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Lying vs. "Truthiness"

Dealing with dishonesty in children

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What is "truthiness"? The American Dialect Society, which named "truthiness" as its 2005 Word of the Year, defined it as "the quality of preferring concepts or facts one wishes to be true, rather than concepts or facts known to be true." Satirist Stephen Colbert has popularized the word with a political spin, but it also applies quite comfortably to children whose "crazy lying" seems more firmly based in the wishful than the factual.

Very young children are expected to tend toward truthiness; parents are less likely to expect them to understand the implications of their actions, or to think things through in sophisticated ways. But as kids get older, a lack of truth-telling is almost always interpreted as outright lying, whether or not there is malice and intent to deceive. And that's very bad news for children whose special needs may keep their understanding and thought processes at a very immature level well past the age when they're expected to know better. Kids with diagnoses like:

and anything else that impairs executive function and the ability to interpret the world in an age-appropriate way may puzzle their parents by the quantity and poor quality of their lying -- and by the fact that traditional disciplinary techniques don't seem to change the behavior. For these children, it may be helpful to think less in terms of lying and more in terms of "truthiness." They're saying what they would like to be true, rather than what is clearly and objectively so. This may happen because:
  • They don't know what's true. Children who behave impulsively may not have a clear awareness of what they've done. Children who have trouble with language processing may not have understood what was asked or expected. Children with sensory differences may know only what they feel.

  • They know the truth will make you angry, and they want to please you. If a child has done something wrong -- whether due to impulsivity, compulsive behavior, self-protective behavior, language processing problems, motor planning problems, or other causes related to disability -- he may try to make it right by telling you what he thinks will make you happy.

  • They don't distinguish between fantasy and reality. What is objective to you may be subjective to your child. If one truth is as good as another, your child may select the one that seems, in his mind, to best suit the occasion.

  • They can't predict cause and effect. Your child throws a ball and breaks a window. His culpability in the act seems clear-cut to you. But a child who has trouble with cause-and-effect thinking may not be able to make the connection between throwing a ball and breaking a window. In his mind, if he didn't intend to do it, he didn't do it.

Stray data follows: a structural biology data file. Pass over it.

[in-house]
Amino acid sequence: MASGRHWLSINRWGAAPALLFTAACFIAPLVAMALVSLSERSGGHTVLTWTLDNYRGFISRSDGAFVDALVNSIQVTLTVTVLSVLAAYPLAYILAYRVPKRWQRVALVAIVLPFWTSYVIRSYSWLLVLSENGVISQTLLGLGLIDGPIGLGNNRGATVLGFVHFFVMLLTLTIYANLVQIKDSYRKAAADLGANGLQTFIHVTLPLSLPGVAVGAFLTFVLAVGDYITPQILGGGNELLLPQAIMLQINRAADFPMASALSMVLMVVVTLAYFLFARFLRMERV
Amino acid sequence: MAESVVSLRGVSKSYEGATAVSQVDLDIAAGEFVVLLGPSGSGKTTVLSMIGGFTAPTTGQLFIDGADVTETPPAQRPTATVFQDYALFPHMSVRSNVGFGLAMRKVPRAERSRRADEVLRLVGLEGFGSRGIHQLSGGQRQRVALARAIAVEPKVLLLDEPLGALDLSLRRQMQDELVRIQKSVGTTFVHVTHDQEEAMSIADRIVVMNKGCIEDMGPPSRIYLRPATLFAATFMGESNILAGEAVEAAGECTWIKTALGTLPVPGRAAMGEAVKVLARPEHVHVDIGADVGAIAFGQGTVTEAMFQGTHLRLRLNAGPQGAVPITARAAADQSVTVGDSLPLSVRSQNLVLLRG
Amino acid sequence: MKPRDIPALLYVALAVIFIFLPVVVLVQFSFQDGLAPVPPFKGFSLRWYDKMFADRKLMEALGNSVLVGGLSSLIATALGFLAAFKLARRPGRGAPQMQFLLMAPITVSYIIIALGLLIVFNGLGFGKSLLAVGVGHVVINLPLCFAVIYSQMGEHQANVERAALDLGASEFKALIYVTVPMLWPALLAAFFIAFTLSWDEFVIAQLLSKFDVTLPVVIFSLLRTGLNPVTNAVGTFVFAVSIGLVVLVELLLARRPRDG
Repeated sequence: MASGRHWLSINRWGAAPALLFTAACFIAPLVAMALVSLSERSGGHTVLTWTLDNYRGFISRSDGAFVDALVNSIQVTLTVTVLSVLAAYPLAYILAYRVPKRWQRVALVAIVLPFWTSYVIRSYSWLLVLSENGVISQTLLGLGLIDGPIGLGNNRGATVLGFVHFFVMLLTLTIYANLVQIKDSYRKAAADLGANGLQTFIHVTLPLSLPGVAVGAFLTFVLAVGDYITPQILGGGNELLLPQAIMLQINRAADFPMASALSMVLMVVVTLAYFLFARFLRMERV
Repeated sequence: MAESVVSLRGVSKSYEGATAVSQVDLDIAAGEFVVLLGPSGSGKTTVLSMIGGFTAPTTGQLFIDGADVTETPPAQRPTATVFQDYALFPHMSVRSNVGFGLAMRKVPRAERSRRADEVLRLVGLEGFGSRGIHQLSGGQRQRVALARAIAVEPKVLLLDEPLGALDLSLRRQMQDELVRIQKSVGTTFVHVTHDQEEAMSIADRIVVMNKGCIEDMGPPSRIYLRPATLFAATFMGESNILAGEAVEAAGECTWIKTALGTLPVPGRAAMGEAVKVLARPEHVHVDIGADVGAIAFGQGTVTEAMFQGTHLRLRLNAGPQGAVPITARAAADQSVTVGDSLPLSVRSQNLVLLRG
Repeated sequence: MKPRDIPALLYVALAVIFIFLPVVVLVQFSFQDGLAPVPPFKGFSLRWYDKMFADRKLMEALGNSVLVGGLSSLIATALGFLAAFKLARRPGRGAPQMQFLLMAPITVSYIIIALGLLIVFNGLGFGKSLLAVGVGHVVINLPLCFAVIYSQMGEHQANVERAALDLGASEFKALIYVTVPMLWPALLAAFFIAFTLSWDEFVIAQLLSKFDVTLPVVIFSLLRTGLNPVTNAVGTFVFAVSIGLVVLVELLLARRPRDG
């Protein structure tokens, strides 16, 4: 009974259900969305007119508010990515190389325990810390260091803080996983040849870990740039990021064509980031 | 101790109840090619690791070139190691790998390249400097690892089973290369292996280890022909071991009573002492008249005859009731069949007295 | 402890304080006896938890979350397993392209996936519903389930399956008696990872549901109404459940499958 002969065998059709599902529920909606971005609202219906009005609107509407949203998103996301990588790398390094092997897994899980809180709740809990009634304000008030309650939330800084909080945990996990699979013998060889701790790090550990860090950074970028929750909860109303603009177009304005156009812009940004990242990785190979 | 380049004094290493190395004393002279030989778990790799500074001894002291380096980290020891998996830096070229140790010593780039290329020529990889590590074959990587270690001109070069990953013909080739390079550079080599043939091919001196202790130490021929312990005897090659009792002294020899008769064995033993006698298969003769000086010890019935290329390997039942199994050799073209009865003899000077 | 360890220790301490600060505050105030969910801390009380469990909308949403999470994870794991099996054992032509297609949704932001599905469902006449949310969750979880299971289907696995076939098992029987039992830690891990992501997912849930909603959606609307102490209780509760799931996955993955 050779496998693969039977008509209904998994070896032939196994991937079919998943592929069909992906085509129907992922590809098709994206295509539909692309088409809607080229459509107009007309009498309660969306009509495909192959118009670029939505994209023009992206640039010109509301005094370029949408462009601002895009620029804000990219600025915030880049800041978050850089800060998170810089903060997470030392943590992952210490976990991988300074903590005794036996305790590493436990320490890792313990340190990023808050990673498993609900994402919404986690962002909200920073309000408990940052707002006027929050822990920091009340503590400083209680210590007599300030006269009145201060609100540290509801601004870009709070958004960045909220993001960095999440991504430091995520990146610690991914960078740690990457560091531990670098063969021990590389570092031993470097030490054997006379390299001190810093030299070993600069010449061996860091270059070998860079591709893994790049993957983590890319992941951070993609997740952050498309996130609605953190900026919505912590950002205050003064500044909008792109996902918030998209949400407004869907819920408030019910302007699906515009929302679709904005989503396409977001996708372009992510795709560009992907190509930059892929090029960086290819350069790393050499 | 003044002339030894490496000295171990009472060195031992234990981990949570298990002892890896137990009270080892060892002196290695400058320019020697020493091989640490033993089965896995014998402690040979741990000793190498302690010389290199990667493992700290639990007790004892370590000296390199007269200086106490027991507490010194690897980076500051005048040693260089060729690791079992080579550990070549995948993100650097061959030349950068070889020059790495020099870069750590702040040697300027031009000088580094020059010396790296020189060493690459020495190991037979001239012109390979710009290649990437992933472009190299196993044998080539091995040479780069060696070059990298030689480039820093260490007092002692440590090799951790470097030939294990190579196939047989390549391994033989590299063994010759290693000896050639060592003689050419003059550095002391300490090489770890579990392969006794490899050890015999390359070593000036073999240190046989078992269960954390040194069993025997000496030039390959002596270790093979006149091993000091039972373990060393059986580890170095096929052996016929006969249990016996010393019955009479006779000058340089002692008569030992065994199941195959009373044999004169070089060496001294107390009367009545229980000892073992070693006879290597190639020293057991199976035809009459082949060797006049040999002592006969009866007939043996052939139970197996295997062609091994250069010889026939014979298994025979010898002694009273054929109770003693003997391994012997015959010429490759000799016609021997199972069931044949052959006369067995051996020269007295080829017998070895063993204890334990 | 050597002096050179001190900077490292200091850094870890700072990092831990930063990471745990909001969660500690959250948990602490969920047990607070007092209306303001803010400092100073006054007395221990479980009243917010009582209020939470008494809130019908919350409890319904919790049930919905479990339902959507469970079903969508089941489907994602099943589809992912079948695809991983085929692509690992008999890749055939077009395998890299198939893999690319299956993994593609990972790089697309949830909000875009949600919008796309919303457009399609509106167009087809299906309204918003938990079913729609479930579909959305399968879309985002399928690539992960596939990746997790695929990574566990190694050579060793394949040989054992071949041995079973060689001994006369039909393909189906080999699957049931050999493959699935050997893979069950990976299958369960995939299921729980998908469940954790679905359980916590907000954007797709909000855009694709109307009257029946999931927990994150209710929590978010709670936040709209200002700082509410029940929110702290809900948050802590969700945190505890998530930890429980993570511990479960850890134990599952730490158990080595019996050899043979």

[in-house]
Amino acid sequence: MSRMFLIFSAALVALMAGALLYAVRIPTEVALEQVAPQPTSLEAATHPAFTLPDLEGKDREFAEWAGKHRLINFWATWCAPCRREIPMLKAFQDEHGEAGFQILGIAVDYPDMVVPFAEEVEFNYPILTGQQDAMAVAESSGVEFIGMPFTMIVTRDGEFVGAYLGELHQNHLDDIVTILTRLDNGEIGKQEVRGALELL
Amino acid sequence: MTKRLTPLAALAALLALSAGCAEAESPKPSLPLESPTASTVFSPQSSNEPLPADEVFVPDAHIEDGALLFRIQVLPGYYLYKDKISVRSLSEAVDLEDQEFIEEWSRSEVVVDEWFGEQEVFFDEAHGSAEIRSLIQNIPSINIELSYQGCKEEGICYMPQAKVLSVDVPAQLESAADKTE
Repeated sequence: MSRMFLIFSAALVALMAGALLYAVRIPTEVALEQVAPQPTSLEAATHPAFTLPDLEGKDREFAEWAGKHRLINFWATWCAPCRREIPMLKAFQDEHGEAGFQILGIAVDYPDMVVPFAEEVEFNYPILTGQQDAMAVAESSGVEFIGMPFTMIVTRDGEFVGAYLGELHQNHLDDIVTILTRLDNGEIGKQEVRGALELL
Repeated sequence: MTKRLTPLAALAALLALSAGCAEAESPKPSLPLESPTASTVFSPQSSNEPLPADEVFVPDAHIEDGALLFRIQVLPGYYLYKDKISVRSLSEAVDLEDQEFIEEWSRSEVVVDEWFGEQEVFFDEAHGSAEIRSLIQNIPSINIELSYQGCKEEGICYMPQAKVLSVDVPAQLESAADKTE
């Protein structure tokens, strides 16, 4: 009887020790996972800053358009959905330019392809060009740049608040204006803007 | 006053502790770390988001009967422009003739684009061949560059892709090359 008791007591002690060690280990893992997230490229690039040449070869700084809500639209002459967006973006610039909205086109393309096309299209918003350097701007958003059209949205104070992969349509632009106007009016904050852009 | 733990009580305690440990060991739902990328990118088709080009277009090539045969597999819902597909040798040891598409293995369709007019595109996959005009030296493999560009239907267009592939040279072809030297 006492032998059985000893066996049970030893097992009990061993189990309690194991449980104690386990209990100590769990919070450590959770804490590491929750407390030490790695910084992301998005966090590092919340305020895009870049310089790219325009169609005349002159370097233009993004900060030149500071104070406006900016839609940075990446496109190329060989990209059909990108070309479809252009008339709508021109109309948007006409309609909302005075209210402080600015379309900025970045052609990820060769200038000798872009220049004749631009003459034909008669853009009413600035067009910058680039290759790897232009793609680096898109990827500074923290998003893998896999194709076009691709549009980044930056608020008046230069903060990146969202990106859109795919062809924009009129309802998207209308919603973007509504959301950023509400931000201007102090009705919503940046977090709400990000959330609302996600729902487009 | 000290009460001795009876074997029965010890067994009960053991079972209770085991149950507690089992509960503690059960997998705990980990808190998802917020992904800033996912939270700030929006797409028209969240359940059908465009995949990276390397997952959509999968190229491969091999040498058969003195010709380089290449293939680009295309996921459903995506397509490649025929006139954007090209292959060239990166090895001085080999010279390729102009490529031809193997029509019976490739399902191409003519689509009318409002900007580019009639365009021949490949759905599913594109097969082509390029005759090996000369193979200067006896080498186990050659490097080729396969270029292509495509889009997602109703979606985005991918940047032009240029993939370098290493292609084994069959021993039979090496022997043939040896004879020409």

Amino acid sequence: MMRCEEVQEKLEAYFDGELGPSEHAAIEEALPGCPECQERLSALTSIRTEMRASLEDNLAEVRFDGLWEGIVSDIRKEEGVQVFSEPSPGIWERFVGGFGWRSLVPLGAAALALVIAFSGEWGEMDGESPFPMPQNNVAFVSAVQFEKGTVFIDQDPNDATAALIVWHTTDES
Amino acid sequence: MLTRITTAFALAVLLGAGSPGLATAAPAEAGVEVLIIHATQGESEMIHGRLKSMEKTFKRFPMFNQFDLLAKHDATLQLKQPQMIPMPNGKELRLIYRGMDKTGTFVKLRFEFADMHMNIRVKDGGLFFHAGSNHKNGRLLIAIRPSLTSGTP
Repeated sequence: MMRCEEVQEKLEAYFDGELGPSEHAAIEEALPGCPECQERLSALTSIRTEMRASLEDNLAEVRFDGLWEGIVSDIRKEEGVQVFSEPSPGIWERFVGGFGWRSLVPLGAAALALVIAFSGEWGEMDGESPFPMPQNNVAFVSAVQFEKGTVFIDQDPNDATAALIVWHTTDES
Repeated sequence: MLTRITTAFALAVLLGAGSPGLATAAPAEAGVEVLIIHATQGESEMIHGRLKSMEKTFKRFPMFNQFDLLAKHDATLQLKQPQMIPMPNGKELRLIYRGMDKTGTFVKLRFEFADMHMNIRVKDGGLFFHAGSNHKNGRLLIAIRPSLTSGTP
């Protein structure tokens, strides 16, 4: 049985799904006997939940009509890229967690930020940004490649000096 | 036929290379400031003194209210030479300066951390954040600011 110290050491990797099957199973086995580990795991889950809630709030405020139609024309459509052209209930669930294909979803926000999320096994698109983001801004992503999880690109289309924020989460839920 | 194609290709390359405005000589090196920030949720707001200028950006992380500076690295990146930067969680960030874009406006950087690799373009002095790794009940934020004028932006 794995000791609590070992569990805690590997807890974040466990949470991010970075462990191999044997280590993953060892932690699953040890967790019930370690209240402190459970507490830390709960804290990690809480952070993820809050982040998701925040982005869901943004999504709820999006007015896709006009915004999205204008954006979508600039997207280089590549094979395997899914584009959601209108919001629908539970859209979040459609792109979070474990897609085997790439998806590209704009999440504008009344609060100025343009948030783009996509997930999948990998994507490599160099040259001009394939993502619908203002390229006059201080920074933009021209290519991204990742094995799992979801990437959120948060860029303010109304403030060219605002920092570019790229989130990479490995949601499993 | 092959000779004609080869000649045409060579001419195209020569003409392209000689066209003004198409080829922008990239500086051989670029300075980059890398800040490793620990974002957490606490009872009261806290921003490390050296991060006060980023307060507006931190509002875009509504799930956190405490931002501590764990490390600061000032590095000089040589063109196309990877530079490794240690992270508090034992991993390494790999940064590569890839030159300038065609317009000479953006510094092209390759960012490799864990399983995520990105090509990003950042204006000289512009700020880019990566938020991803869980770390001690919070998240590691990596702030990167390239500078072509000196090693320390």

• They're just trying to get in the conversation. Kids with limited life experience or limited vocabulary may want to have something to say but no true contribution to make. Coming up with a story, however fanciful or false, may seem like the only way to participate.

  • They're stressed. If you know that your child can't think calmly and clearly when stress levels are high, don't be surprised if you see lots of crazy, stubborn lying in that situation. 

  • They're telling their truth. Children with special needs often experience the world very, very differently than their parents, but that does not make their experience false. If your child stubbornly, desperately clings to a declaration that you feel is untrue -- water's too hot, work is too hard, an object can't be found -- ask yourself if it might be only untrue to you.

If your child has legitimate special needs that may lead him to tell truthiness instead of the truth, think carefully before giving punishment for lying. It's important for kids to know that they should tell the truth, sure, but if the lying is not deliberate, strong discipline will teach nothing. When your child is lying to you, ask yourself if she is doing so with malice and intent. If not, try these techniques for putting more truth in truthiness:

  • Be clear and even-tempered in your expectations.
  • Leave your child unsupervised as little as possible, so you always know the score.
  • Make sure you have your child's attention when you ask a question.
  • If the truthiness in question requires a response, give a brief, judgment-free time-out.
  • Tell your child what you think happened instead of demanding an explanation.
  • Take "I don't know" as an answer.
  • Respect your child's reality, and be open to compromise.
  • Stay as unemotional as possible when getting to the truth of a situation.
  • Accept remorse as genuine.
  • Make sure you tell more truth than truthiness yourself.

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